Starting to build collaborative government
Collaborative government. For too many people that term is an oxymoron. Government does to us. We either put up or we protest. But that’s the old world, the old way of doing things. We’re seeing a move away from the arrogance of imposition and closed-shop decision making towards a much more thoughtful, open and collaborative process. Towards what I call intimate democracy. Yesterday I facilitated the start of this public conversation in Scotland, the Collaborative Government Scotland forum, which was co-hosted by the Democratic Society, Scottish Government and the University of Edinburgh. This was a workshop for about 70 people from civil society and government to come together and talk as equals about what collaborative government means for Scotland. We didn’t expect to get the answers, this is the start of a journey not a single event. We hoped that from the day we would be able to frame a number of intentions about the focus and direction of travel. Intentions that will both frame emerging thinking within the Scottish Government and also shape the direction the shared conversations will take. I think we achieved that. The process involved a lot of conversation. Facilitated conversation in various formats. A lot of problems aired (though people were overwhelmingly positive), a lot of questions asked and a lot of talk about where we can go. I had the easy job, all I had to do was make things run on time and connect it all together. So that gave me time to walk around and listen, to talk to people about their feelings and ideas. Before I explore the themes that I heard coming out of the workshop, I want to position this conversation by para-phrasing what one participant said:
Creating choice is different from letting people decide.
This is fantastic. It’s both true, obvious and rarely given attention to. If we want to build truly collaborative government then we need to involve people in choosing what the parameters of this are, in designing it from scratch. It’s not going work if all we do is provide them with a list of ideas we’ve generated in private. That’s not collaborative! What’s clear is that there are cultural and social barriers to success in the new world. And this is challenging for both civil society and for government for different reasons. The world is changing rapidly, we can’t possibly believe that old world structures will still work in a new world. The new world wants to be a network of equals not a power-based hierarchy. Change is happening, it’s not a case of if, but when. So, based on what I heard yesterday, I want to offer this intention into the conversation:
We have to intentionally dissipate old-world ‘power over’ and actively promote through our actions and ideas ‘power with’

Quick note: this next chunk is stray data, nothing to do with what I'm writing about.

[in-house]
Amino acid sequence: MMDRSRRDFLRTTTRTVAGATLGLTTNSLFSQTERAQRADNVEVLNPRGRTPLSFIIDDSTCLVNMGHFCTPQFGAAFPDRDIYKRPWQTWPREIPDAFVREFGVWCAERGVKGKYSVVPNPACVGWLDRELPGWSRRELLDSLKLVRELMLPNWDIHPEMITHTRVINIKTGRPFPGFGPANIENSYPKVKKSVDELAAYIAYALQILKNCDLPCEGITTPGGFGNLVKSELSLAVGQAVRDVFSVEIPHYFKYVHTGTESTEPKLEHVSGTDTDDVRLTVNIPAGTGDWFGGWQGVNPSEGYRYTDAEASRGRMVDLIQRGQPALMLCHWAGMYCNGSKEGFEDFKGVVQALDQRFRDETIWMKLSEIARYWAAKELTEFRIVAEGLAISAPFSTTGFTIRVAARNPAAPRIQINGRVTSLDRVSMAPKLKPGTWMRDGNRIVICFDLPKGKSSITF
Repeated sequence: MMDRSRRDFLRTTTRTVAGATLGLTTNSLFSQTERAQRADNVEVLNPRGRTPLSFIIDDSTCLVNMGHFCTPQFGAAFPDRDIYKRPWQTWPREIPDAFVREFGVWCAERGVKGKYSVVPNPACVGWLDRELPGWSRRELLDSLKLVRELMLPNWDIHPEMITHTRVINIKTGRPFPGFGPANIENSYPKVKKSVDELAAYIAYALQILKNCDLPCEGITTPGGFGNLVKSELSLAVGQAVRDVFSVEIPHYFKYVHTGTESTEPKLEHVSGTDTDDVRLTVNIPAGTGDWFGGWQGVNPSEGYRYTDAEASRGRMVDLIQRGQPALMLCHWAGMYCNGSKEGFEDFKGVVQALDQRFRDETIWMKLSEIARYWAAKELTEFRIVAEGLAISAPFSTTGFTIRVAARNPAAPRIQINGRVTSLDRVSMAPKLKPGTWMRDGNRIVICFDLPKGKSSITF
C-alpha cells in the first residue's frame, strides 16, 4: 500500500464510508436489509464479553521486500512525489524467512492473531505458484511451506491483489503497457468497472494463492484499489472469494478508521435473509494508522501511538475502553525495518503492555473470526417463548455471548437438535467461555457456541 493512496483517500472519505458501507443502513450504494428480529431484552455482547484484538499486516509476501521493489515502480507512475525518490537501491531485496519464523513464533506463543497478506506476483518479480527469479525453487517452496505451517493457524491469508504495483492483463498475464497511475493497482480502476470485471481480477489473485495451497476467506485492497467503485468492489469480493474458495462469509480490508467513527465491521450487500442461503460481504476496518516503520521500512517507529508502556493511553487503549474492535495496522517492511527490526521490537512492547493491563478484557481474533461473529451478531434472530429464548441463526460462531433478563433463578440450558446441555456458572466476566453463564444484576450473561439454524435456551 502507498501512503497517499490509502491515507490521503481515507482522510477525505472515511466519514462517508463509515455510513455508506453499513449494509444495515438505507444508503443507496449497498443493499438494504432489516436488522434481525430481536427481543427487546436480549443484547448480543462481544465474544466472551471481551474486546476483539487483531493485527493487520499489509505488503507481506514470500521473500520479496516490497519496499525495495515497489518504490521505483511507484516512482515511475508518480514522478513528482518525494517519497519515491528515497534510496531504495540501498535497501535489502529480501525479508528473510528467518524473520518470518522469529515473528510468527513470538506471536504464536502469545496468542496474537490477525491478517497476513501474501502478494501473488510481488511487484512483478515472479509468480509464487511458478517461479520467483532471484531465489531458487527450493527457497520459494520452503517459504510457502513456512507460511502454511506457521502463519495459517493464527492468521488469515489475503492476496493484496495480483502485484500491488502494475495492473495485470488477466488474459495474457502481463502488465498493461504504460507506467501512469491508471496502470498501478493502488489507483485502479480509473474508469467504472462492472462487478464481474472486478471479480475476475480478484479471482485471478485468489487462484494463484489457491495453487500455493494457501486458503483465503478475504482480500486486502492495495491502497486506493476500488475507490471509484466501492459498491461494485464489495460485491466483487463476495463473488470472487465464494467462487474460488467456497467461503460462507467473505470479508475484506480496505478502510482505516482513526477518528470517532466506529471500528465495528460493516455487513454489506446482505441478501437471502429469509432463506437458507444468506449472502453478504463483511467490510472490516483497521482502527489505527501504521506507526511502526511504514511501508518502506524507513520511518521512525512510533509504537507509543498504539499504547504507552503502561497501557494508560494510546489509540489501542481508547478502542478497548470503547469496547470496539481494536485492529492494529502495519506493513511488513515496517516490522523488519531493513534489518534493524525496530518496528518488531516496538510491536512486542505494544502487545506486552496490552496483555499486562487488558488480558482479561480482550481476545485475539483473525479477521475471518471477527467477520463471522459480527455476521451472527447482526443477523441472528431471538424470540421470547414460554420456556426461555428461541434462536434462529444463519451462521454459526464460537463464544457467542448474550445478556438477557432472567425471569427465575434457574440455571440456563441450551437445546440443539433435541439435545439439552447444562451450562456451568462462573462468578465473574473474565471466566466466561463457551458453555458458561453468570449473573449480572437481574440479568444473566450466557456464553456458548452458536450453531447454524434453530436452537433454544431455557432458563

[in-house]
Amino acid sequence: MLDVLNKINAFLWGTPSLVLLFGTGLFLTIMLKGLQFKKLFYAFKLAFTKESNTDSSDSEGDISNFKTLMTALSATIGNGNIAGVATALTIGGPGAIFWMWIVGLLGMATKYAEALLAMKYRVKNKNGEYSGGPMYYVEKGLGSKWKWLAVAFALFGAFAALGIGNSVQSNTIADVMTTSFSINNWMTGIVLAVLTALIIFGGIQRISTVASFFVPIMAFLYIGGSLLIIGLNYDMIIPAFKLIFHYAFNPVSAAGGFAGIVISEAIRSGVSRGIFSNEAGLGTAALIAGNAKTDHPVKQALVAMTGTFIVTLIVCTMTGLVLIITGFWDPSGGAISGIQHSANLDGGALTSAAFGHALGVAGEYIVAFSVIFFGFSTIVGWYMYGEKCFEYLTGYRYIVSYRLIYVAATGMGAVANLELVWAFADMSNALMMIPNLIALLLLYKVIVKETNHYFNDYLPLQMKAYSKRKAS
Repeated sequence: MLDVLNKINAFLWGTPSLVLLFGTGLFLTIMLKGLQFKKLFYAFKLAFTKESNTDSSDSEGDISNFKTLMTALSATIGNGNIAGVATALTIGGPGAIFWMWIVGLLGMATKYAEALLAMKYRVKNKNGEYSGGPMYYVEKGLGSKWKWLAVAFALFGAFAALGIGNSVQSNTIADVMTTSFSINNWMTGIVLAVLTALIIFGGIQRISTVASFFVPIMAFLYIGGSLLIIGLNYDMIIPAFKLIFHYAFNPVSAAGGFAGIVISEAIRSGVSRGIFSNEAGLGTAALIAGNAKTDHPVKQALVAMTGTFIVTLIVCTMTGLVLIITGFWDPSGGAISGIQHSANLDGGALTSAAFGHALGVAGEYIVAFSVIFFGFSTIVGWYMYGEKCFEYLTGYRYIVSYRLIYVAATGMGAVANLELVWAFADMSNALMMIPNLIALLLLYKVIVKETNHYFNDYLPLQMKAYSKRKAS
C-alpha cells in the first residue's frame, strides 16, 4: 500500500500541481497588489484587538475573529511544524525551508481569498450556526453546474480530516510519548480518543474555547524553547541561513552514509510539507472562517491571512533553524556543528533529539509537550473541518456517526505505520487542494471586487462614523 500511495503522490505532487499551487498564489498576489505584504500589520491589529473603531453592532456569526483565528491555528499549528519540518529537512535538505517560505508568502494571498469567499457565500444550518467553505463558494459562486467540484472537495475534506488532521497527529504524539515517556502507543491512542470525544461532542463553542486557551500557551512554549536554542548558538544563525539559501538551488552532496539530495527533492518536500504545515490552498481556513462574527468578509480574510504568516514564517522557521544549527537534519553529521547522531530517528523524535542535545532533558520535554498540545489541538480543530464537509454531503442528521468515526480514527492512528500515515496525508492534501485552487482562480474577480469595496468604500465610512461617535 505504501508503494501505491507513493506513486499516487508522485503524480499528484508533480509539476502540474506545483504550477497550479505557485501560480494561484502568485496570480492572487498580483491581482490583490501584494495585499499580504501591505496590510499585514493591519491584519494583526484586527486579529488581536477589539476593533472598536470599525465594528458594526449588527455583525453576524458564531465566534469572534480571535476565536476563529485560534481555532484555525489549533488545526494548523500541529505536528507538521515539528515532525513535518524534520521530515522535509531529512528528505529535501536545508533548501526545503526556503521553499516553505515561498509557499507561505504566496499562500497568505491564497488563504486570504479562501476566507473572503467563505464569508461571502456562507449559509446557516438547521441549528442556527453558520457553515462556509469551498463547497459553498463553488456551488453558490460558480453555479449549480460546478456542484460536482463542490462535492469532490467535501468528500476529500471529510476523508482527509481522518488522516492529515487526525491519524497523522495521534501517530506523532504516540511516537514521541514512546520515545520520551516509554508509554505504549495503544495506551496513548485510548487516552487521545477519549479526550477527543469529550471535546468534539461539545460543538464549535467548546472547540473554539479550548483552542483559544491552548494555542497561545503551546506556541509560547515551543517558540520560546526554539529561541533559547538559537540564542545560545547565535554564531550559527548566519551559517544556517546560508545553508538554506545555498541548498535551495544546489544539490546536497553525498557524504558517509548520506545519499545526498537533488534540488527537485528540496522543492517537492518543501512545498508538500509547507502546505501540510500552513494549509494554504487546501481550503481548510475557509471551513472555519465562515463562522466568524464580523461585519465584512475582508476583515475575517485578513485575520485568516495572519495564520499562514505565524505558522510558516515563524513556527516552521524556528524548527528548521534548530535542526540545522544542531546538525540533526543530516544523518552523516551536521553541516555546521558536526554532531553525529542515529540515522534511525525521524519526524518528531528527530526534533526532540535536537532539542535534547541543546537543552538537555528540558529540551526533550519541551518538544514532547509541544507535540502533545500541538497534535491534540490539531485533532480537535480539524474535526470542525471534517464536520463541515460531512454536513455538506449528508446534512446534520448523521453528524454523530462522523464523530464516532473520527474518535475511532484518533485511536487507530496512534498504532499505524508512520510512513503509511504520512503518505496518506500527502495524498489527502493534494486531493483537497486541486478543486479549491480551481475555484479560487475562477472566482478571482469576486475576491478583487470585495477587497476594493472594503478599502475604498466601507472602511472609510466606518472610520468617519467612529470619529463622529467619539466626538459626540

I think this is important because what I heard yesterday was that we need to create safe places and safe processes. These places and processes are how we share our power with and across the network. We need to build strong relationships, drawing on the weak ties of the network society, and empower trusted intermediaries to be grounded leaders. They in turn use new skills and new ways of being to draw together citizens, charities, agencies and government. Doing this demonstrates value back to citizens but equally, innovation is a risky business. To overcome this we need to understand and modify our risk profiles. We have to see failure as a natural part of the life-cycle. Not failure for the sake of it, but valuing experimentation and, through active learning, feeding what didn’t work back in to the ecosystem. Where power is shared, failure is less threatening too. We have to build democratic services together. So we have to resource and empower communities to be willing and able to take charge of the change around them. A key part of sharing power is the empowerment of those who have felt unable to own their own solutions. This means taking democracy to where people are, not expecting them to come to the centre – in the networked democracy, there is no centre! Government can start to let go of control, allow the trusted intermediaries to take the message out and share it amongst their networks. Then trust them to bring what they hear back into the conversation. This extends the reach and keeps the message relevant. Sharing power let us start a cycle of new leadership and trust building: Can this happen? Yes! I believe Scotland has the advantage of scale – my experience in New Zealand and Sweden tells me that a small, smart, passionate and well-resourced country can achieve a lot because it can be much more agile! Small works to our advantage here. So let’s start small, and remember that this isn’t revolution, it’s evolution. We can easily take a couple of pilot areas and re-model them around our intentions as collaborative and agile processes. And together government and communities can share, talk, listen, reflect and then move on to design, prototype, refine and learn.